DARPA Announces Funding For a High-Resolution, Implantable Neural Interface

engineering careers  DARPA Announces Funding For a High-Resolution, Implantable Neural Interface

The United States Defense Advanced Research Projects Agency (DARPA) has just announced contracts to fund five research groups and one company contracts as jump start its Neural Engineering System Design program.

Dr. Phillip Alvelda, Program Manager in DARPA’s Biological Technologies Office (BTO), discusses the potential of next-generation neural interfaces to improve quality of life for people and revolutionize how we engage with machines. The talk was part of a two-day event held by BTO to bring together leading-edge technologists, start-ups, industry, and academic researchers to look at how advances in engineering and information sciences can be used to drive biology for technological advantage.

The six organizations will now set up teams to work on the fundamental technology to support Neural Engineering System Design. The goal – to achieve high-resolution neural interfaces which could restore human senses and even enhance them.

The NESD program looks ahead to a future in which advanced neural devices offer improved fidelity, resolution, and precision sensory interface for therapeutic applications[.] By increasing the capacity of advanced neural interfaces to engage more than one million neurons in parallel, NESD aims to enable rich two-way communication with the brain at a scale that will help deepen our understanding of that organ’s underlying biology, complexity, and function. Dr. Phillip Alvelda: The Future of Neural Interface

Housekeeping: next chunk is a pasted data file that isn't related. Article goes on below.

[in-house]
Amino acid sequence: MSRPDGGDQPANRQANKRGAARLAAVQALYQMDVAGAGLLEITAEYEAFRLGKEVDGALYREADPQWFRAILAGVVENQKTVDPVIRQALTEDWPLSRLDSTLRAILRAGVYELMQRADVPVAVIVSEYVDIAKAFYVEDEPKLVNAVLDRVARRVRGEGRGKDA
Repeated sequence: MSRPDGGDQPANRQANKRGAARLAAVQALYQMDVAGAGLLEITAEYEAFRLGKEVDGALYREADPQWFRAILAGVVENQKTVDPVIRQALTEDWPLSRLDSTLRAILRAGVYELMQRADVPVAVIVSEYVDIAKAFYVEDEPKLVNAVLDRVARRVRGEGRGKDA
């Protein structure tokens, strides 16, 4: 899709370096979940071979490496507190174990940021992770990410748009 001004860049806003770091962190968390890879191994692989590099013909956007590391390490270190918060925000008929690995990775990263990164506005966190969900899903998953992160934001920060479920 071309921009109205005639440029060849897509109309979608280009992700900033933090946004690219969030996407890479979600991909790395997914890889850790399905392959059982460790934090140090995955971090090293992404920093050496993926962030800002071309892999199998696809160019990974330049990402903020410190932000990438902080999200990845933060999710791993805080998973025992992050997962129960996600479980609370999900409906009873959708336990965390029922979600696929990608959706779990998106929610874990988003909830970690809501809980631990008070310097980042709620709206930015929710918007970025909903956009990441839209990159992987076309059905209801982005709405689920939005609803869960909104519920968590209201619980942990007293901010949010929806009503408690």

The teams will be split into two – with four working on vision, and two on speech and hearing.

This follows on from DARPA announcing in 2016 that the end goal of their Neural Engineering System Design program was the creation of systems to be implanted into the brain and provide precise communication between the brain and the digital world.

DARPA vision would see the electrochemical signals of neurons in the brain converted into the ones and zeros of the digital world allowing applications from treating damaged senses (like hearing and sight) to directly inputting digital signals into the brain (enhancing existing senses, or even linking to new ones provided my machines outside our bodies).